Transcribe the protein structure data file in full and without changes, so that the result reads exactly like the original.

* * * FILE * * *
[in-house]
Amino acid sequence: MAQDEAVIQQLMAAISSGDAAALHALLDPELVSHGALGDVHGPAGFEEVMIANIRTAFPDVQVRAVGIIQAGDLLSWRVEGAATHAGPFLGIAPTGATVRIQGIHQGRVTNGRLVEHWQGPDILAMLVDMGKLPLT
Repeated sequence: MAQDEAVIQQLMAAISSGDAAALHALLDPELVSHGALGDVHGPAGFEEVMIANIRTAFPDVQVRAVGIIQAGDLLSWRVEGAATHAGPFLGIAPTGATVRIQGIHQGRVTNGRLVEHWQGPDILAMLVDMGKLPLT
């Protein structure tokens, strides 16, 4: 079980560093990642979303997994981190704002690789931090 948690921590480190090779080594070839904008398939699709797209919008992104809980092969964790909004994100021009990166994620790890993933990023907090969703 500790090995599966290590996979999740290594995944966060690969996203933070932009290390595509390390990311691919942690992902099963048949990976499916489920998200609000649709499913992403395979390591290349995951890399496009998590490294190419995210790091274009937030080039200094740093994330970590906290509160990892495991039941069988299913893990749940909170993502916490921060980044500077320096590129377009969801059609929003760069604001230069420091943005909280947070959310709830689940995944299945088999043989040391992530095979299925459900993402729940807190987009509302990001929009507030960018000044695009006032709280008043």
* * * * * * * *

[in-house]
Amino acid sequence: MAQDEAVIQQLMAAISSGDAAALHALLDPELVSHGALGDVHGPAGFEEVMIANIRTAFPDVQVRAVGIIQAGDLLSWRVEGAATHAGPFLGIAPTGATVRIQGIHQGRVTNGRLVEHWQGPDILAMLVDMGKLPLT
Repeated sequence: MAQDEAVIQQLMAAISSGDAAALHALLDPELVSHGALGDVHGPAGFEEVMIANIRTAFPDVQVRAVGIIQAGDLLSWRVEGAATHAGPFLGIAPTGATVRIQGIHQGRVTNGRLVEHWQGPDILAMLVDMGKLPLT
């Protein structure tokens, strides 16, 4: 079980560093990642979303997994981190704002690789931090 948690921590480190090779080594070839904008398939699709797209919008992104809980092969964790909004994100021009990166994620790890993933990023907090969703 500790090995599966290590996979999740290594995944966060690969996203933070932009290390595509390390990311691919942690992902099963048949990976499916489920998200609000649709499913992403395979390591290349995951890399496009998590490294190419995210790091274009937030080039200094740093994330970590906290509160990892495991039941069988299913893990749940909170993502916490921060980044500077320096590129377009969801059609929003760069604001230069420091943005909280947070959310709830689940995944299945088999043989040391992530095979299925459900993402729940807190987009509302990001929009507030960018000044695009006032709280008043």